I opted for 3 nozzles, with intention of running two at a time, with one of those two on a shut-off valve. I ordered a 10GPH, a 5GPH, and a 7GPH. We used the 10 and the 5 to begin with and the 7 was for experimentation purposes.

So, this afternoon, once again with fellow DP member Racer55 (and his most excellent workshop!) we started the install. Lets get started with the pics:

My water jugs. Not bad for free, and they fit nicely in front of and behind my fifth wheel. The bed rails for the fifth wheel, along with some cheap ratchet straps make for perfect (and easy) mounting in the bed of the truck.



Here they are mounted in the bed. Excuse the bed, it's rather dirty, picture was taken at night and I hadn't cleaned things up, but you get the idea. A 2x4 to keep them aligned, and a few ratchet straps looped through my fifth wheel bed rails and they are secure.



Quick-connector threaded into the bung of one of my water jugs:



As mentioned, these were the sorts of fittings that added cost to my build, but they have the huge advantage of being easily connected/disconnected and making the system 100% modular.

Removed intake manifold in preparation for drilling the holes for the nozzles:



The intake manifold gasket was just fine upon removal. Ironically I did have a spare around my garage somewhere, but couldn't find it when I looked. Never needed it afterall.

Manifold off and center punched in prep for drilling:



Pump out of box, getting ready to hookup gauge to check pressure and then to bolt in.



Another view of the pump with the pressure regulator at the end. Notice more quick connect fittings:



Here's the relay I used to feed power to the entire kit and kaboodle. For those who remember my ill-fated glowplug override circuit, this is the same relay. It was still under my hood and wired to a switch on my dash, so it was screaming to be repurposed. Saved me some wiring.



So, I ran the PEX line through the same hole in the front of my bed that my fifth wheel electrical wiring goes through. Here's the spare I had - as you can see, 50 feet goes a long way. Yes, my truck bed is a mess - I had just dropped off a load of garbage at the dump on the way up to Racer's. :p:



PEX line heading forward:



I ended up running the line forward through the same brackets that carry the emergency brake cable. Nicely grommeted, and lots of space to spare:



In the drivers side wheel well it pops nicely up off the frame and into the engine compartment.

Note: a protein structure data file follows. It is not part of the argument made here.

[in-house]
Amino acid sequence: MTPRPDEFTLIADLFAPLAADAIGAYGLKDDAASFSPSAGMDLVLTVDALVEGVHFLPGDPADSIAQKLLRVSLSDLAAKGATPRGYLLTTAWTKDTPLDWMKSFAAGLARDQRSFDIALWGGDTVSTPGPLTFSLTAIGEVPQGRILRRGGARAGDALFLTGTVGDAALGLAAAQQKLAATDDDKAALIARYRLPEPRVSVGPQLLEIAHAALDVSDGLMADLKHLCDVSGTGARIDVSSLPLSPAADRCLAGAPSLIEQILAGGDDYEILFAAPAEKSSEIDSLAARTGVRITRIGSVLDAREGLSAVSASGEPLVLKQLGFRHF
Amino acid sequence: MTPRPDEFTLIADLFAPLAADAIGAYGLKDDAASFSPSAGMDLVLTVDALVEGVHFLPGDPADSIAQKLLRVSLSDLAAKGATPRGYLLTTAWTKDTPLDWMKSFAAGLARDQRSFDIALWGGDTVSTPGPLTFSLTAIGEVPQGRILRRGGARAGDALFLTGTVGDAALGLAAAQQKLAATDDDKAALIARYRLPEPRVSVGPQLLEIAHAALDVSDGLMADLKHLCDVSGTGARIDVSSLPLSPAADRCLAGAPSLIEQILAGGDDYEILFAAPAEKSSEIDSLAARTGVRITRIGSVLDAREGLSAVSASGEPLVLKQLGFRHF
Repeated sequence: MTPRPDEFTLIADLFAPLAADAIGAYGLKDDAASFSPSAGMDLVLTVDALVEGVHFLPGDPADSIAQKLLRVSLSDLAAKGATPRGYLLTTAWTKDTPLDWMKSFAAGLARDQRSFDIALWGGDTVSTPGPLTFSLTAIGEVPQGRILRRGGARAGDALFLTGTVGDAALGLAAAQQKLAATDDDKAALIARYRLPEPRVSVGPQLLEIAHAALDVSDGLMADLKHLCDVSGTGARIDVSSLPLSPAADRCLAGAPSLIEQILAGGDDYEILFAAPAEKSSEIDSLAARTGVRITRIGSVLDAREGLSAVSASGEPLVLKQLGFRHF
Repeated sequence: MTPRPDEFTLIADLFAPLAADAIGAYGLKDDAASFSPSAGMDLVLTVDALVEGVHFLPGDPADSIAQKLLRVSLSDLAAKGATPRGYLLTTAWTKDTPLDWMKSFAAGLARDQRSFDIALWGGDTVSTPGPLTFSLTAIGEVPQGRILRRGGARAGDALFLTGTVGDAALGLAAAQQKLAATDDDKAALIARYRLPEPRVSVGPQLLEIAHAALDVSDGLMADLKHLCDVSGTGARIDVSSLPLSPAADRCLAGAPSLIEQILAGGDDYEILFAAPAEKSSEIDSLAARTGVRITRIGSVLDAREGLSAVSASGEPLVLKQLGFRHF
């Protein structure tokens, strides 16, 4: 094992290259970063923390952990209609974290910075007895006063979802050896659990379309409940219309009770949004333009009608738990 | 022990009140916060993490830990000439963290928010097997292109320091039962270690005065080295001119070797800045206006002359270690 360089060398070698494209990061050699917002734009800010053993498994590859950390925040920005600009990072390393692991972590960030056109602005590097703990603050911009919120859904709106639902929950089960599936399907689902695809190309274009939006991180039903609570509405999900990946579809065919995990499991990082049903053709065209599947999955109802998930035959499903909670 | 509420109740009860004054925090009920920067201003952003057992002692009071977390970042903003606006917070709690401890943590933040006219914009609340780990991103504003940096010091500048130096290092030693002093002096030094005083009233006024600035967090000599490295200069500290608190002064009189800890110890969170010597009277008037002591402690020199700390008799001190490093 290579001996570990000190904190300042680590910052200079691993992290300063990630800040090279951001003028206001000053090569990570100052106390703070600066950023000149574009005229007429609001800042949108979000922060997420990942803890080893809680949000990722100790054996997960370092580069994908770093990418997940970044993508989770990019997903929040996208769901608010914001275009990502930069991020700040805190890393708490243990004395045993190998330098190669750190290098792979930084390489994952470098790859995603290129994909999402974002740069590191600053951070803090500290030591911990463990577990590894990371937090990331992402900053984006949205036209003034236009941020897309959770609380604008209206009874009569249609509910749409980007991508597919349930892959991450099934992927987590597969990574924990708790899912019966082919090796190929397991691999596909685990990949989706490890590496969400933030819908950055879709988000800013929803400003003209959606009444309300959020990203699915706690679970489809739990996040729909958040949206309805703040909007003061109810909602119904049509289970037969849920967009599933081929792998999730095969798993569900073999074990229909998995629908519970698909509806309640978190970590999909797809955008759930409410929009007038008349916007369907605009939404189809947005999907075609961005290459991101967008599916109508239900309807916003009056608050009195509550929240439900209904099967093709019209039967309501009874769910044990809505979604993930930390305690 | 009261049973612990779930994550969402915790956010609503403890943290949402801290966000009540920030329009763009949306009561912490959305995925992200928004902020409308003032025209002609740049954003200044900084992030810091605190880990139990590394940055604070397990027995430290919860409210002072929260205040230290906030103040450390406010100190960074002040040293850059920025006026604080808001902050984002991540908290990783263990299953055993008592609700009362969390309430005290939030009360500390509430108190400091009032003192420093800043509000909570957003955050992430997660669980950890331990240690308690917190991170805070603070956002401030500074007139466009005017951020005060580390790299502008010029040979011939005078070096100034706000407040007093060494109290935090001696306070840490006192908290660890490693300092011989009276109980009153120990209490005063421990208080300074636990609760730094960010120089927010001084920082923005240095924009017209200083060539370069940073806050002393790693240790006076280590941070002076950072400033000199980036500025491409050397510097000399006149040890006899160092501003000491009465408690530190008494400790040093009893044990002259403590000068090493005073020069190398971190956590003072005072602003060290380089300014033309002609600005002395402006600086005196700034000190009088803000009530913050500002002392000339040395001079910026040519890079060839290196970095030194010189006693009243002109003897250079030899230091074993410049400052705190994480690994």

...then I stopped to admire Racer55's new hoist. :D



Did I mention we had a roaring fire going in the fireplace and it was cozy warm inside while it pissed rain outdoors?
 
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Just Horsing Around
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Discussion Starter #2 (Edited)
<continued>

Yep, this sure beats working in the rain!



So, back to work.... Here's the intake manifold with the nozzles in place:



Sorry, blurry pic, but another view. The third nipple on the bottom is the hookup point for my boost gauge.



Pump temporarily plumbed in and testing. Notice the not yet hooked up solenoid at bottom of pic:



Intake manifold replaced. Better view of the nozzles. We decided to stagger them slightly so that they didn't spray into each other.



Starting to come together.



Pump mounted. We used one existing hold in a mounting bracket, and drilled another small hole for a second bolt.



Pump and solenoid now mounted with basic rough hookups done.



Another view:



Shut-off valve on one of the 2 lines:



Line hooked to nozzles and rough fit:



Last minute finishing touches, adjusting pressure switch:



The guts of the system - the pump. As mentioned, this is a relatively low cost agricultural pump. The agricultural model is important since the diaphragm is designed to resist chemicals such as methanol - the "RV" models of these pumps are not designed for anything aside from water and the diaphragm will fail IF you decide to use alcohol in your system. If you only plan on using water then an RV model pump would be fine so long as it has a 100% duty cycle - not all may be such equipped.



I will get a few more pics tomorrow of the tanks mounted in place, as well as the pressure switch.

So..hows it all wired? The previously installed relay and switch for my glow plug override was repurposed since it was no longer needed.